Jobe Watson admits taking banned drug
Essendon captain Jobe Watson says he signed a consent form to be injected with WADA-banned drug AOD-9604, but believed the substance was legal.PT1M30S http://www.canberratimes.com.au/action/externalEmbeddedPlayer?id=d-2otks 620 349 June 25, 2013
Jobe Watson's deliberate admission that he took a substance banned by the World Anti-Doping Agency on the advice of his football club has again exposed Essendon's recklessness and failure to care for the welfare of its most precious asset.
The Brownlow medallist, sincere in his defiant stand that he had done nothing wrong, has also raised serious questions about the role of club doctor Bruce Reid in the sorry affair and – in the short term – placed more pressure on the AFL.
Jobe Watson chose to reveal what he did for a reason and in doing so has drawn a clear line in the sand between the players and the club that let them down. Photo: Getty Images
While Watson's revelations on Fox Footy on Monday night presumably duplicated what he told the AFL and the Australian Sports Anti-Doping Authority, the fact they are now public demands wider scrutiny on the game's governing body and has begged the most immediate question: Should Watson be playing for Essendon on Thursday night?
There is no suggestion that Watson is performing on the football field with the benefit of any unnatural enhancement, but the fact remains he won a Brownlow in a season in which that may have happened. Even on Monday night, Watson could not say he truly knew what he had been injected with or taken.
He spoke of an injecting regime he had not seen previously and of a new "frontier" leaving others to judge who were the cowboys in that shameful scenario.
Clearly, the Bombers' captain chose to reveal what he did for a reason and in doing so has drawn a clear line in the sand between the players and the club that let them down. The interview on On The Couch took the club and the AFL and the players’ union by surprise and reflected Watson’s mindset in the expansive manner in which he chose to answer some more pertinent questions. Even if he did not see the fallout and later regretted the storm he has caused.
Doctor Bruce Reid sits firmly in the club camp where the line is concerned. Again he refused to speak to Fairfax Media on Tuesday saying through a third party that as much as he would love to, he could not. Reid has always cited the ongoing nature of the investigation for his ill-advised silence even though that has not stopped Watson or former teammate Mark McVeigh from choosing to reveal what they have.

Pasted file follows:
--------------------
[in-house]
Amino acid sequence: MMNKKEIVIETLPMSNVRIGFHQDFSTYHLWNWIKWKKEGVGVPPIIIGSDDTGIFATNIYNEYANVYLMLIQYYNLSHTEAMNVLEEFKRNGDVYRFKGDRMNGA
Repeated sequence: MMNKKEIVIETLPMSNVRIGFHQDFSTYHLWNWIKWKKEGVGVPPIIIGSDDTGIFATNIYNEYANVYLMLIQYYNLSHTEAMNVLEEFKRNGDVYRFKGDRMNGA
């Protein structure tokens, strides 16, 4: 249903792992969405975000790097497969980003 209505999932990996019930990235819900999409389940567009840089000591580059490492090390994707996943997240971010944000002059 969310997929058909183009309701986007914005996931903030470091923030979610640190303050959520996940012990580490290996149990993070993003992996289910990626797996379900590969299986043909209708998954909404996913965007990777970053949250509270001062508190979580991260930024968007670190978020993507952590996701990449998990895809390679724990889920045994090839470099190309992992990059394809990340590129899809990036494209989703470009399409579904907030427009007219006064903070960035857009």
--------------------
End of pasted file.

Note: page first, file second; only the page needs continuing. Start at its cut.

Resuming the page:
"I signed that consent form," said Watson. "My understanding after it being given through Bruce Reid and the club that I was receiving AOD. (I believed) that it was legal at the time and that's what I was told I was being given."
Watson on Monday night was referring to AOD-9604 – an anti-obesity drug also promoted for its qualities in helping athletes' endurance and running abilities. Whatever Essendon, ASADA and Stephen Dank may claim, the fact is the World Anti-Doping Authority has confirmed the drug was banned because it had not been approved for human use.
And yet the Essendon players were told it was legal and that information came from Bruce Reid and Dank. Reid's concerns, voiced in a letter never adequately acted on, now seem embarrassingly inadequate. If Reid was frozen out or marginalised as he has claimed, then he should have spoken up. Why did the doctor never take his concerns to the board? Or did he? Was Reid, too, rendered powerless in his unconditional belief in the coach?
Coach James Hird, who approved and pushed the substances program, believes he demonstrated a duty of care by sending a brief email instructing high performance boss Dean Robinson to ensure the players were taking nothing harmful or illegal under anti-doping codes.
And Hird declared back in April that the club would be in a very good position once this investigation had been completed. This demonstrates that Mark Neeld is not the only AFL coach in 2013 who appears to be in denial.
The same goes for Hird's senior assistant Mark Thompson who also seems to be in denial regarding his role in introducing the new sport science regime into the club. The prevailing view is that Thompson will be gone from the club by the end of the season. Hird, as we have repeatedly said, must also be held accountable with, at the very least, a suspension.
At the start of every AFL season, the league's medical officers visit every club. Part of their address includes a series of multiple choice questions including one concerning the appropriate response to a questionable substance. The correct answer is that the player must raise any concerns to the club doctor.
In fact the instruction, "Ask the club doctor", is aired repeatedly during the instructional video shown by the medical officers. This is damning for Reid even if he believes ASADA misinformed him. Where sacred cows are confirmed at Windy Hill, Reid sits not far below Hird and yet he too now stands accused of failing his players.
Whether the fact the players followed the AFL's medical instructions to the letter can save them remains to be seen, but it should not save Essendon from a sanction significantly more serious than a heavy fine.
Nor should it save the cowboys who oversaw the new frontier.